I think to have it open at the top to be able to add snow and just cover it when there isnt any snow ....
I will tie up the branches so to not have them brake from the weight of the snow.
The snow may be an overkill though....

tedburn

  • Sr. Member
  • ****
  • Posts: 388
    • Mühlacker, zone 7
    • View Profile
Re: Fig winter protection
« Reply #3 on: November 01, 2022, 05:25:41 PM »
I think if they are small protection with frost clothes is good.
But also it is much important to have frosthardy selections.
I' m in zone 7 and tested about 5 or 6 varieties and only 2 are immature very frost resistant.

Plantinyum

  • Hero Member
  • *****
  • Posts: 1415
    • Bulgaria , near Sofia city , planting zone 7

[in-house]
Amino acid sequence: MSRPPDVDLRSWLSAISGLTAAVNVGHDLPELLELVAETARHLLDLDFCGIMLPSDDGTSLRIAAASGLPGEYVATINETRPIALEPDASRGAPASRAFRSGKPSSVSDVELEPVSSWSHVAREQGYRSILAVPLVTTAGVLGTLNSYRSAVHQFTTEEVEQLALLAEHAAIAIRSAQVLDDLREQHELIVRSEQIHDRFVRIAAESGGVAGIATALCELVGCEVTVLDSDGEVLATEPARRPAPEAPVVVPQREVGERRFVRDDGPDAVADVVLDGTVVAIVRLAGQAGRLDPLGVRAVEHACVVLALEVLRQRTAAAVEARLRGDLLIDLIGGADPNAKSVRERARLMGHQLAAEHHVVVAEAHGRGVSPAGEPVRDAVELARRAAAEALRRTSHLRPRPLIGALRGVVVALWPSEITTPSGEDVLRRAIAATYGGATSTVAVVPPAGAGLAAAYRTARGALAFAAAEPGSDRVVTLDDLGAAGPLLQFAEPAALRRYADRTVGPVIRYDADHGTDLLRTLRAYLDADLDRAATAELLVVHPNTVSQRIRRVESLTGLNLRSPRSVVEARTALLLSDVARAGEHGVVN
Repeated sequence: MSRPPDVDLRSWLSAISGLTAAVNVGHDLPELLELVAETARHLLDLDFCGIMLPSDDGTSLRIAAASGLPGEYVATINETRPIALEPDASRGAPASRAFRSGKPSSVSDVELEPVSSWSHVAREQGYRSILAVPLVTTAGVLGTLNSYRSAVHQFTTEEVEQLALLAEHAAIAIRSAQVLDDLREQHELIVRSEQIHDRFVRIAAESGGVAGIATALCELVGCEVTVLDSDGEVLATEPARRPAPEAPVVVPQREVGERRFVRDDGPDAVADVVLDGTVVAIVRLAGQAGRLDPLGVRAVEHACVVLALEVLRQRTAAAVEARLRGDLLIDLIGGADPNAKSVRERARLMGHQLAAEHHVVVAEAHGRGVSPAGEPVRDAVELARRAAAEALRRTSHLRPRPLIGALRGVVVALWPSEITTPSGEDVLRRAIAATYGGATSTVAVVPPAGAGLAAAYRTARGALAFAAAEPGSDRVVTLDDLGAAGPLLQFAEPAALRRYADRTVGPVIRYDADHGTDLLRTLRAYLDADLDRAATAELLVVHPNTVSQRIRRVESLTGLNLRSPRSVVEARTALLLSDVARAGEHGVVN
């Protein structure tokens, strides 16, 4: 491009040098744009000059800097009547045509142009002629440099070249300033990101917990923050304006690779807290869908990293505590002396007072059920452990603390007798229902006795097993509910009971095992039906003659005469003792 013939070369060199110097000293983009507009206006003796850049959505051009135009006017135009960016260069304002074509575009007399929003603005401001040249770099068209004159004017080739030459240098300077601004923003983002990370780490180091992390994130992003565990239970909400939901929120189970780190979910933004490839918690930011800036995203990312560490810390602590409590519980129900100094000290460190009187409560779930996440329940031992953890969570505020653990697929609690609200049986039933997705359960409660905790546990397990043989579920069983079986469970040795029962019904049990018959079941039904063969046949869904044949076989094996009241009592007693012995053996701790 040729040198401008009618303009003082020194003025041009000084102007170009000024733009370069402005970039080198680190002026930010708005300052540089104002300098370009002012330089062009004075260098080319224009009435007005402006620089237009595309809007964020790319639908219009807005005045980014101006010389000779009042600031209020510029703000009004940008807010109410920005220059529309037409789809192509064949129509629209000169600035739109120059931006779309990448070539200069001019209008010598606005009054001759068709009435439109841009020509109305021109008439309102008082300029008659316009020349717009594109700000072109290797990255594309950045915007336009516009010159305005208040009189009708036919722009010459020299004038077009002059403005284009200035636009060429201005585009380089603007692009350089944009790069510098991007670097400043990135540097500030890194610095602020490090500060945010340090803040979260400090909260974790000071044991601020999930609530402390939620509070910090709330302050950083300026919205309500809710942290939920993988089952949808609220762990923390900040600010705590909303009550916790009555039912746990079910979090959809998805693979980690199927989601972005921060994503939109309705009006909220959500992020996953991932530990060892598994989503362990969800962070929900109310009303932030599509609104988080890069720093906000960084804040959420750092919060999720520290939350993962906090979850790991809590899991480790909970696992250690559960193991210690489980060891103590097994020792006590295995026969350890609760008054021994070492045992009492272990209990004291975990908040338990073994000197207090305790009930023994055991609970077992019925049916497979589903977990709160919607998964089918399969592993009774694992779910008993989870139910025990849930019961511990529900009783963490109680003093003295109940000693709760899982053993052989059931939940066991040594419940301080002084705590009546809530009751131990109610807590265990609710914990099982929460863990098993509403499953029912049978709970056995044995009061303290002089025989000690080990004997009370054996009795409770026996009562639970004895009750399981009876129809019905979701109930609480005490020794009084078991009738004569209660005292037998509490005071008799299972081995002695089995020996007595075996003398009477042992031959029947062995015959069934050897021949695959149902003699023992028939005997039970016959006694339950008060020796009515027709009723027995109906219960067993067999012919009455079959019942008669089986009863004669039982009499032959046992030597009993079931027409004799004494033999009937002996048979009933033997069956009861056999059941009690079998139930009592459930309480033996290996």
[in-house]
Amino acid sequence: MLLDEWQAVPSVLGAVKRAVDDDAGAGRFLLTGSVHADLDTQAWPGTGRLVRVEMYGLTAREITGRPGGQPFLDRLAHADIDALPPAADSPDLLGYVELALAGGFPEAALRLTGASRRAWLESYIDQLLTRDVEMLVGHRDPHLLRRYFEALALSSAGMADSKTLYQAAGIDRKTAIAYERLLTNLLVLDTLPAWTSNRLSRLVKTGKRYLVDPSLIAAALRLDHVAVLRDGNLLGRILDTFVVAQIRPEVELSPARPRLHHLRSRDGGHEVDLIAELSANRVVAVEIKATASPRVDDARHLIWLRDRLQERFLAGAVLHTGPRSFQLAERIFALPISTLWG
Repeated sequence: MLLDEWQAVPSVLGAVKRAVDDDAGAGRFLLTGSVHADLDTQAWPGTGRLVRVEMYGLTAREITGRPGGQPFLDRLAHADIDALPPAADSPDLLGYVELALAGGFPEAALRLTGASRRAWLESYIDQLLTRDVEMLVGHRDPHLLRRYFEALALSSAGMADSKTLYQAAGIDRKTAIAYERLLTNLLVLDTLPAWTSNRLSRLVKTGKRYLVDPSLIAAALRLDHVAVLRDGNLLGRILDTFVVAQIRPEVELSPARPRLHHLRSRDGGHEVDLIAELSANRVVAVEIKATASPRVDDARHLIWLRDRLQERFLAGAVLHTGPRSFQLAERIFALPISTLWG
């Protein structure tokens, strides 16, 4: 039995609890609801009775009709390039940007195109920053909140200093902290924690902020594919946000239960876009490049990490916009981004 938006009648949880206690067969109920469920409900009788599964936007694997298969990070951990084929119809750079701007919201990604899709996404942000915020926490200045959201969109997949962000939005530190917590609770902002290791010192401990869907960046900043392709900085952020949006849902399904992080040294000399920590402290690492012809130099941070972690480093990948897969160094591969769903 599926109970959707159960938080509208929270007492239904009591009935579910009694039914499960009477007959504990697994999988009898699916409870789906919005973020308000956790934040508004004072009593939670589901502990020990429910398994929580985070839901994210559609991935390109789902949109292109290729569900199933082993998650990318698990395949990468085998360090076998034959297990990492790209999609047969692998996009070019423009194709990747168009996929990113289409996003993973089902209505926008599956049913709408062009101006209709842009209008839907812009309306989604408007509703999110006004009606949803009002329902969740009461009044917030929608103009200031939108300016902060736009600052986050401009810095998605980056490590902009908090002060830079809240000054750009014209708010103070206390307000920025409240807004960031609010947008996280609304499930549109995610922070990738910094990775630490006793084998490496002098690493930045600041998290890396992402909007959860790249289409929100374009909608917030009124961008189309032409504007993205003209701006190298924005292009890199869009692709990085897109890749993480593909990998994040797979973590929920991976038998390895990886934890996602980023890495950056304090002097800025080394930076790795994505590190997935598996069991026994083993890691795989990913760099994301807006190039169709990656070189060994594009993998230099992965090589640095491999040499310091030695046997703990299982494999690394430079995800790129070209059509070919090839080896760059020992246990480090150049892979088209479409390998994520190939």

• View Profile
Re: Fig winter protection
« Reply #4 on: November 03, 2022, 03:09:20 AM »
Mine are fairly hrost hardy and survived the past winter with just a little damage, i am still pondering of what i will do as a winter protection, i may go overboard and do a styrofoam caje for them....

Plantinyum

  • Hero Member
  • *****
  • Posts: 1415
    • Bulgaria , near Sofia city , planting zone 7
    • View Profile
Re: Fig winter protection
« Reply #5 on: January 07, 2023, 12:41:16 AM »
Heres what i did, basically a stirofoam cage, thickness is 5 cm . I covered the bottom part with soil to kinda fix the structure and cover the air leakage spots.
Doesnt look stellar but hopefully does the job and prevent the buds from dying.
The other plant that did not had damage last winter i  left uncovered , its near the house so the additional few degrees that it gets are probably what kept it in a good condition.
Ive also cut an ventilation hole on top, with a lid , but i doubt that this was needed..








« Last Edit: January 07, 2023, 12:45:38 AM by Plantinyum »